LBI School Board President Talks Change, Goals for Community

Jan 23, 2019

The idea of change, by definition to make or become different, is often fraught with reluctance from those it will impact. Still, change comes. Being open to it makes the inevitable shift easier to bear, and that’s where new LBI Board of Education President William Fenimore’s focus is as he begins his tenure overseeing the beleaguered board.

“We have the privilege to serve,” Fenimore said after his first regular meeting as board president. He was elected to the presidency during the board’s Jan. 2 reorganization meeting. “We’re trying to find solutions and I don’t know where that solution is going to come from.”

Fenimore, of course, is talking about how the board proceeds with determining what is best for the district in light of the September 2017 defeat of an $18.4 million expansion and rehabilitation referendum. The special election was centered around closing the LBI Grade School in Ship Bottom and consolidating students and staff into an enlarged Ethel A. Jacobsen School in Surf City. Voters in Long Beach Township, Ship Bottom and Surf City rejected the proposal 2-to-1. It passed in Barnegat Light and Harvey Cedars.

The board spent some time last year meeting with municipal leaders to bridge the gap of what’s best for the community and what’s best for the students.

“It’s a balancing act,” Fenimore said, adding he believes the board took a step in a positive direction when it approved a motion that allows Frank Little, a principal in Owen, Little and Associates, of Beachwood, to update the district’s long-range facilities plan, as needed.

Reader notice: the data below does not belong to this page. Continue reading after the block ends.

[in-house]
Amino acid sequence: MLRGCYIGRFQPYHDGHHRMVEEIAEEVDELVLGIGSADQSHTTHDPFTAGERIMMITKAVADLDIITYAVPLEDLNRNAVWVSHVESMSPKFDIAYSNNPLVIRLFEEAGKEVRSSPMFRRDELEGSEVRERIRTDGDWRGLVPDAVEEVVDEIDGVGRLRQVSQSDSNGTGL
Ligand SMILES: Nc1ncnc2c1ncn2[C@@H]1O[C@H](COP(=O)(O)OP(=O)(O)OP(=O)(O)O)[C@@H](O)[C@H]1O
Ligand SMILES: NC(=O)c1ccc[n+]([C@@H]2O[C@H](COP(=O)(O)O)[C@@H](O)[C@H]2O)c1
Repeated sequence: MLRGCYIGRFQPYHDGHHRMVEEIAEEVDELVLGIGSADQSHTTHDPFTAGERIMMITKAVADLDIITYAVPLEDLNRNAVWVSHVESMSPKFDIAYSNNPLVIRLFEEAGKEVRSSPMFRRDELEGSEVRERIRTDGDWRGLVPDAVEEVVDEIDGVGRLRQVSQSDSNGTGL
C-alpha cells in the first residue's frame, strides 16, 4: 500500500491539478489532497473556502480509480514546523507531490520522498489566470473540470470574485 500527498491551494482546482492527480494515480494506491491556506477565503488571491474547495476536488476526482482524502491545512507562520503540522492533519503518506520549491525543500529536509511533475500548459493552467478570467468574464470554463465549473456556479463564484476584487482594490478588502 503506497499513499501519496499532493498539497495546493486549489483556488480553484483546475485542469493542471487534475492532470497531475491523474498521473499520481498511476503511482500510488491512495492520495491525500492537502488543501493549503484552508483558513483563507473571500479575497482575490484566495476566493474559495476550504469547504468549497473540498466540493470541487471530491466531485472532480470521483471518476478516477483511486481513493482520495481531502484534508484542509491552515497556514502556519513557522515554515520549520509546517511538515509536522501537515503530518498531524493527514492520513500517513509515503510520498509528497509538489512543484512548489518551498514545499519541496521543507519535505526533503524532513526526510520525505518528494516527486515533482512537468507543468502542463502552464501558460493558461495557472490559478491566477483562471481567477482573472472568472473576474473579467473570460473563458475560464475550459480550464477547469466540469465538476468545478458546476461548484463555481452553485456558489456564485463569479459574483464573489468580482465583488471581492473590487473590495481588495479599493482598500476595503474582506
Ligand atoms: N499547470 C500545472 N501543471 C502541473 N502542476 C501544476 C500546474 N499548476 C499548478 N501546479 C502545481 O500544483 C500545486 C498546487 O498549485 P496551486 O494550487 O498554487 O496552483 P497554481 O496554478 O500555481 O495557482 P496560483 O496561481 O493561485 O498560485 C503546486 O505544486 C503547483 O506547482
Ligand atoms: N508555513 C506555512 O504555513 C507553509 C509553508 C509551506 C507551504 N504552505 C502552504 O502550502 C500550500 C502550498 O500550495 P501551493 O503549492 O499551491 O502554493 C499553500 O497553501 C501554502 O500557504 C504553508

Essentially, Little would create a plan for the LBI Grade School because one does not exist in a post 2016 world. In doing so, the board also moved forward with a funding application that is due to the state in April.

The board also agreed to follow through with an application submitted to the state Department of Environmental Protection Green/Blue Acres program for the purchase of the LBI Grade School and its eventual use as a natural park. Initially, Fenimore wanted to take a step back from the application, but a majority of the board was in favor of seeing the final result.

“Majority rules,” Fenimore said, noting it was something he learned as a first-year board member in 2018 from then-board President James Donahower. “We have ethics and we kind of lose a little freedom (in that we can’t speak badly of a decision that we disagree with but the majority agrees to).”

Mentorship is something he’d like to see from all of the board members and was grateful when former finance chairwoman Kristy Raber offered to help newly appointed finance chairman John McMenamin figure things out, if needed.

“We need to respect each other,” he said, “and give each other the opportunity to speak (our) ideas in their entirety. If someone has a different point-of-view, give a logic explanation. I’ve always been that way.”

Only in this way, he said, can solutions be found and will the public see the district in a positive light.

“I want to make sure people see our district is as transparent as possible,” Fenimore said, noting when people think of the board, he wants transparent and honest to be among the adjectives they use to describe it. “We don’t know where we’re going to be in five years. We’ll develop a five-year plan and a year-plan. We took a step in a positive direction for today.”

— Gina G. Scala







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